Creationist support of eugenics and genocide in the past
|July 5, 2013||Posted by scordova under Darwinism|
This is a follow up to : Hitler and the Nazi Darwinian Worldview
UD’s purpose is serving the ID community. Even if I may not necessarily agree with the Darwinists, there are times things they say merit our attention and consideration. It is fair to say Darwinism inspires a lot of bad science as well as twisted morality. But I have to offer cautions if one wants to play the eugenics or genocide card because if you’re a Jew or Christian, if you play these cards, it can be thrown right back at you because of the abundant and zealous genocide practiced by God’s people in the Old Testament. In that sense, Old Testament “creationists” were also advocates of genocide and eugenics.
I’m not saying to stop connecting Darwinism to eugenics and genocide, but if you’re a Jew or Christian, be prepared to respond when the Old Testament genocide issue is raised. To that end I provided my ideas in : Malicious Intelligent Design and Question of the Old Testament God because I found some of the explanations for Old Testament genocide largely unsatisfactory and probably wrong. For example, one essay circulated by Christians said it was a kind thing to euthanize babies since the children of Israel killed the kid’s mommy and daddy in the holy war! That had to be one of the most awful things I’ve ever read coming from Christians. I’m sorry I don’t have a link to that essay. I was so disgusted reading it.
It should be worth mentioning there seems to be credible evidence a few creationists have also supported eugenics. Dr. West meet Dr. Tinkle.
Even more problematic for the claim that “Darwinism” was critical and instrumental in the development of eugenics is the uncomfortable fact that eugenics was also openly embraced by opponents of evolution (the first eugenics sterilization laws in the world were passed in 1907 Indiana, hardly a hotbed of “Darwinists”). The most notable of these anti-evolution eugenics supporters was probably William J. Tinkle, geneticist and prominent Creationist. Tinkle taught at religious LaVerne College and Taylor University, and participated in the activities of the Deluge Society, the first “Creation Science” organization. He then joined forces with the “young lions” of Creationism, Henry Morris, Duane Gish and Walter Lammerts, and with them he was one of the 10 Founding Fathers of the Creation Research Society, which later became the Institute for Creation Research.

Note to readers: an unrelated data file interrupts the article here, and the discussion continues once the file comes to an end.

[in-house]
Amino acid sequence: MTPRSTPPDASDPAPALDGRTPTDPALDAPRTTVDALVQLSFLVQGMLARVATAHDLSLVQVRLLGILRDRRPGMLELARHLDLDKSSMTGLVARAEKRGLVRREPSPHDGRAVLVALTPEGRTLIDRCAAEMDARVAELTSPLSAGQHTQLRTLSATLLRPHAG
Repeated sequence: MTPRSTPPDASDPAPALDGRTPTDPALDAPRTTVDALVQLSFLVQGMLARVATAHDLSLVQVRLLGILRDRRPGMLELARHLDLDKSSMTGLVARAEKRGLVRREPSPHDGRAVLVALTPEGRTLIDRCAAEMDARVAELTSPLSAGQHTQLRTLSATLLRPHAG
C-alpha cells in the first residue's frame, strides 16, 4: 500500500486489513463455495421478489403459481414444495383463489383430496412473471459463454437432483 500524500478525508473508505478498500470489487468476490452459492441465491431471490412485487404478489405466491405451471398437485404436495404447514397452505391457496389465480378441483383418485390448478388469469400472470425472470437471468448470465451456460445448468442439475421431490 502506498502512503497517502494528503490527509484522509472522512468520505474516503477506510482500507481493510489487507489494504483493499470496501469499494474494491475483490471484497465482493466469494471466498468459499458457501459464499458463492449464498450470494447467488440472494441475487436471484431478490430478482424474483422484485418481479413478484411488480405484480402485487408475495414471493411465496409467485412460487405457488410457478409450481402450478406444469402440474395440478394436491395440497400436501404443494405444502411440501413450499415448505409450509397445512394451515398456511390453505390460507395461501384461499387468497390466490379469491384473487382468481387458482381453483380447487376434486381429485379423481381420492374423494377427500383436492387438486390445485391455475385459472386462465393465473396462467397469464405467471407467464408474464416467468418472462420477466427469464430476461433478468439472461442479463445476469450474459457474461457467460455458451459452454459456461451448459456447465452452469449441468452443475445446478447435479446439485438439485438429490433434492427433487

Tinkle opposed evolution and Darwinian theory, but was an enthusiastic proponent of eugenics, and published several articles on the subject. In his 1939 textbook “Fundamentals of Zoology” he devotes a section to “The Need of Human Betterment”, where he laments the existence of “defective families” who “give birth to offspring like themselves” , producing “persons of low mentality, paupers and criminals in much greater ratio than the general population” [8, p. 130]. Negative eugenics via institutionalization seems to have been his preferred eugenic solution:
It is an excellent plan to keep defective people in institutions for here they are not permitted to marry and bear children.[8, p. 131]
[Scientists who are working at the task of improving the human race] would like to increase the birth rate of families having good heredity, while those people having poor heredity should not marry at all.[8, p. 131]
The author of Genetic Entropy, John Sanford himself confessed in his book while he was a Darwinist, he was a eugenicist at heart. To his credit he no longer holds that view even though he firmly believes the human genome is deteriorating.
I’ve provided this not because I think the creationists are in any way as guilty as Darwinists in eugenics (or abortion), but to suggest caution if one is going to play the genocide and eugenics cards. Playing what you think are good cards may not be as easy as one supposes. I know that from experience on many levels.
[posted by scordova in his service to the News desk and commentary on News for 1 week]